• 30g Amarillo at 30 minutes
  • 30g Amarillo at 15 minutes
  • 30g Amarillo at 5 minutes

So once the pot is boiling, add 30g of Amarillo and start timing. After 15 min add another 30 g and after 25 min add another 30g. After 30 minutes take the pot off the heat, and cool it down. The easiest way to cool it is to put the pot in a cold water bath (either fill the sink or a bucket or the bath with cold water and sit the pot in it).

6. Add the contents of the pot to the fermenting container. You will also need to add the malt extract and the balance of the water to make the entire volume up to 21 litres. I would personally boil the entire volume of the water for the brew to make sure it was sterile, but many people use the water straight from the tap. The liquid malt extract in the can should be sterile until you open it… you should do everything possible to make sure you dont add bugs to your brew which will mean opening the cans with sterilised can openers and getting it out with a sterilised scaper. Alternatively you could add the malt extract to the water if you are going to boil, and boil it all for about 15 minutes to make sure it is sterile.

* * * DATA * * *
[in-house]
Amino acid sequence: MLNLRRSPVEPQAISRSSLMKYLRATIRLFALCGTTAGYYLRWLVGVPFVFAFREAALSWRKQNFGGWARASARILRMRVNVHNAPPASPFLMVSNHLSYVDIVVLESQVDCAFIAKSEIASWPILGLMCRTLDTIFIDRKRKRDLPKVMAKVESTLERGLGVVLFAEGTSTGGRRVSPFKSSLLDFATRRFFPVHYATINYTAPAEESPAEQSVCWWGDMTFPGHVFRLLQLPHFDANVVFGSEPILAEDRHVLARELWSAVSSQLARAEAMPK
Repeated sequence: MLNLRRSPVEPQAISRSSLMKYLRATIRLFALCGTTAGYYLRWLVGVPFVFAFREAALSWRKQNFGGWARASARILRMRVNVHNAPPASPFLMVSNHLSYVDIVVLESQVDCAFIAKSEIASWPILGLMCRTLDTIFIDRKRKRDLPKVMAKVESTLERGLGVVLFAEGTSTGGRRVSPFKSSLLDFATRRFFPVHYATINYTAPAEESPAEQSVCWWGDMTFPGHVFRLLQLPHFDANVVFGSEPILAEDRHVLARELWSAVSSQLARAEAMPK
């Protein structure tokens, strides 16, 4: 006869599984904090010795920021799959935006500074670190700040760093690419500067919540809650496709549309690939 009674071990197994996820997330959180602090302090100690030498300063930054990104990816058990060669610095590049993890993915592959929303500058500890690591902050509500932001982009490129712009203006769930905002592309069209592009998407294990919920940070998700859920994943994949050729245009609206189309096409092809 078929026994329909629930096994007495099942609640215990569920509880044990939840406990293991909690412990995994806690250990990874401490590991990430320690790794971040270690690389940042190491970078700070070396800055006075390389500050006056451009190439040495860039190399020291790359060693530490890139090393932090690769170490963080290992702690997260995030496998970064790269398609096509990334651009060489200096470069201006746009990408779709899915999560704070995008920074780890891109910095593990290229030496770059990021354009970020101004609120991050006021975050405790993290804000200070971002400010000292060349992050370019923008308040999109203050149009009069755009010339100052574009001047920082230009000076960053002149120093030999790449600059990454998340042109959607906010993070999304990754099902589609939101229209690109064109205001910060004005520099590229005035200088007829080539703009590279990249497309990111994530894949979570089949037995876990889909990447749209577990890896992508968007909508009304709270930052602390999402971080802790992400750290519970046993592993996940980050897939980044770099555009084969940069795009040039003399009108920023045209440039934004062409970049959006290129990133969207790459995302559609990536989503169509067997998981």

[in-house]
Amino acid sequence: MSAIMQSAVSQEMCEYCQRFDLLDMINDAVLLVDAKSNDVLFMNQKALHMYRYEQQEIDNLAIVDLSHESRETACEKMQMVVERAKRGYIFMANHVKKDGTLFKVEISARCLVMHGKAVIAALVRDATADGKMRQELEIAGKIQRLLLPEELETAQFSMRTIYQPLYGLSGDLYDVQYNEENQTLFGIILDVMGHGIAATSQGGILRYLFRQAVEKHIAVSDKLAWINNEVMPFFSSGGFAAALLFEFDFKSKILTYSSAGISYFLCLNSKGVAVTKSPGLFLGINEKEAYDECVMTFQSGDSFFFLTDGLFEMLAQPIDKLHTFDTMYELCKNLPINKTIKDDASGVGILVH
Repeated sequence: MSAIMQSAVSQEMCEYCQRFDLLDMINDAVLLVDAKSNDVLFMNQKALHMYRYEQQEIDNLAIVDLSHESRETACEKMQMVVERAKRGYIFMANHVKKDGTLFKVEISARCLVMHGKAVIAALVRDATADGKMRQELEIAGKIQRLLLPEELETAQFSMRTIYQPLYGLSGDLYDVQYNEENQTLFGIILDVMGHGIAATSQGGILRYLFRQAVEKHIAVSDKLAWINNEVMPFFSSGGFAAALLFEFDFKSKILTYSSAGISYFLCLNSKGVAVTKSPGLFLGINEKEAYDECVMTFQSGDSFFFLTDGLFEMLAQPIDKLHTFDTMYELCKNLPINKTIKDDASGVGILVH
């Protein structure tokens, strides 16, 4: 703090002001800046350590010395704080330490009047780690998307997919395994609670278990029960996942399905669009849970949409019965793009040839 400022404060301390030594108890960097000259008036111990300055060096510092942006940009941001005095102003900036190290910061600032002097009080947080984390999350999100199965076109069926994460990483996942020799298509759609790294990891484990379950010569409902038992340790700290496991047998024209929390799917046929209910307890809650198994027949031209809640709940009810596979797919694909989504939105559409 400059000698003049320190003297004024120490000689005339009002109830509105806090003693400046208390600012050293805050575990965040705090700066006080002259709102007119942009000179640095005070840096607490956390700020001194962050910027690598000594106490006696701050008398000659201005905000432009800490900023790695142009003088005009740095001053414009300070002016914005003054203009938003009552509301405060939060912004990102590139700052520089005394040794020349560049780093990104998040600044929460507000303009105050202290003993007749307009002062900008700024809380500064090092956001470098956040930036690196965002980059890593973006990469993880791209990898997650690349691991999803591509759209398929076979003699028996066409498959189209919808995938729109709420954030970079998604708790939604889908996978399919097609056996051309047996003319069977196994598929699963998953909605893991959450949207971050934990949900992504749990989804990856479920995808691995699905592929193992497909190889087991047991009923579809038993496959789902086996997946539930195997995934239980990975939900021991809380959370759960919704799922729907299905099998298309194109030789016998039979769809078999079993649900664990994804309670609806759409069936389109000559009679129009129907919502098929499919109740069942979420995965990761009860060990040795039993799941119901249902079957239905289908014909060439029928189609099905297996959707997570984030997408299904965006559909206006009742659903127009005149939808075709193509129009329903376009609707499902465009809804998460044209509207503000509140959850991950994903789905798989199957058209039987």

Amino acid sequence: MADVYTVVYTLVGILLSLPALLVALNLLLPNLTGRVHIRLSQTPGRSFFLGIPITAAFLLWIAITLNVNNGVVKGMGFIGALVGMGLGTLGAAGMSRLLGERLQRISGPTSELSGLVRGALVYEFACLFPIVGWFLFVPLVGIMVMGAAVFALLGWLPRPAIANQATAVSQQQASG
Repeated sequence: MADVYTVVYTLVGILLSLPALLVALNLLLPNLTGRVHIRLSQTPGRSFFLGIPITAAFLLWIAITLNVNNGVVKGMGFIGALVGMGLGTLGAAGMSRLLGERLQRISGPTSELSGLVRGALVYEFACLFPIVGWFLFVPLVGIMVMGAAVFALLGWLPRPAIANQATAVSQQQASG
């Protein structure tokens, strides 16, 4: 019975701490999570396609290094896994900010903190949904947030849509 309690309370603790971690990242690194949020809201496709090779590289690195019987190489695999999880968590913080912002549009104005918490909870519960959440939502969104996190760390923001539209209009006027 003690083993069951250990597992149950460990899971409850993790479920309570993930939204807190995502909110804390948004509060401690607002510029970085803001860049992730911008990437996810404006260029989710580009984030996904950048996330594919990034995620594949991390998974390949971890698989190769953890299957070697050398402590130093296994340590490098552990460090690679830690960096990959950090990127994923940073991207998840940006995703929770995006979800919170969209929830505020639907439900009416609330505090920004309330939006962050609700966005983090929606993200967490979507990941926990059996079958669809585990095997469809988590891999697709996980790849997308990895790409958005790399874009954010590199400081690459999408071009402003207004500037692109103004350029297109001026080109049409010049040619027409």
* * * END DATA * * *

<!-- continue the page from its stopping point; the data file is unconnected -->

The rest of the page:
7. Add the yeast. With dry packet yeast you can simply sprinkle the yeast on the top of your wort (wort = malt+hop+water mixture). Get the temperature of the mixture in your fermenting container to about 20 deg before you add the yeast. I always like to rehydrate dried yeast for an hour or two before adding to the wort. To rehydrate yeast take about a cup of water that you have boiled and then cooled to about 25 deg. Add to a sterile jar and let the dried yeast rehydrate in the water. Add the whole yeast slurry to your brew.